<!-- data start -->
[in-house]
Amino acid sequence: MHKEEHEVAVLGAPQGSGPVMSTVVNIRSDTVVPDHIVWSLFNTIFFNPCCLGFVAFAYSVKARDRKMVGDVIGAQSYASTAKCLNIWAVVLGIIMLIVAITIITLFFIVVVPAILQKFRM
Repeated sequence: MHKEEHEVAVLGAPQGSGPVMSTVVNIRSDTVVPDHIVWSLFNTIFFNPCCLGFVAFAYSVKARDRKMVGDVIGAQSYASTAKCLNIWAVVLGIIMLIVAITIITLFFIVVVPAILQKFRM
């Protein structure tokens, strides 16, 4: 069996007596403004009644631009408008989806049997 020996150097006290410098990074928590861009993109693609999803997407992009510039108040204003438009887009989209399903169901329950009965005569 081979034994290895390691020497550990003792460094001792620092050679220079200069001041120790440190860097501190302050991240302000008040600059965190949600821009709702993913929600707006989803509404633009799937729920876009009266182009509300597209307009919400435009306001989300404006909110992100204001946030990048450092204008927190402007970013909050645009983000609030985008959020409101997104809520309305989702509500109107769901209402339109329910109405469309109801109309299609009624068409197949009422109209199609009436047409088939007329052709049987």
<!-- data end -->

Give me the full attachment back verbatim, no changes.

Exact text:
[in-house]
Amino acid sequence: MHKEEHEVAVLGAPQGSGPVMSTVVNIRSDTVVPDHIVWSLFNTIFFNPCCLGFVAFAYSVKARDRKMVGDVIGAQSYASTAKCLNIWAVVLGIIMLIVAITIITLFFIVVVPAILQKFRM
Repeated sequence: MHKEEHEVAVLGAPQGSGPVMSTVVNIRSDTVVPDHIVWSLFNTIFFNPCCLGFVAFAYSVKARDRKMVGDVIGAQSYASTAKCLNIWAVVLGIIMLIVAITIITLFFIVVVPAILQKFRM
């Protein structure tokens, strides 16, 4: 069996007596403004009644631009408008989806049997 020996150097006290410098990074928590861009993109693609999803997407992009510039108040204003438009887009989209399903169901329950009965005569 081979034994290895390691020497550990003792460094001792620092050679220079200069001041120790440190860097501190302050991240302000008040600059965190949600821009709702993913929600707006989803509404633009799937729920876009009266182009509300597209307009919400435009306001989300404006909110992100204001946030990048450092204008927190402007970013909050645009983000609030985008959020409101997104809520309305989702509500109107769901209402339109329910109405469309109801109309299609009624068409197949009422109209199609009436047409088939007329052709049987």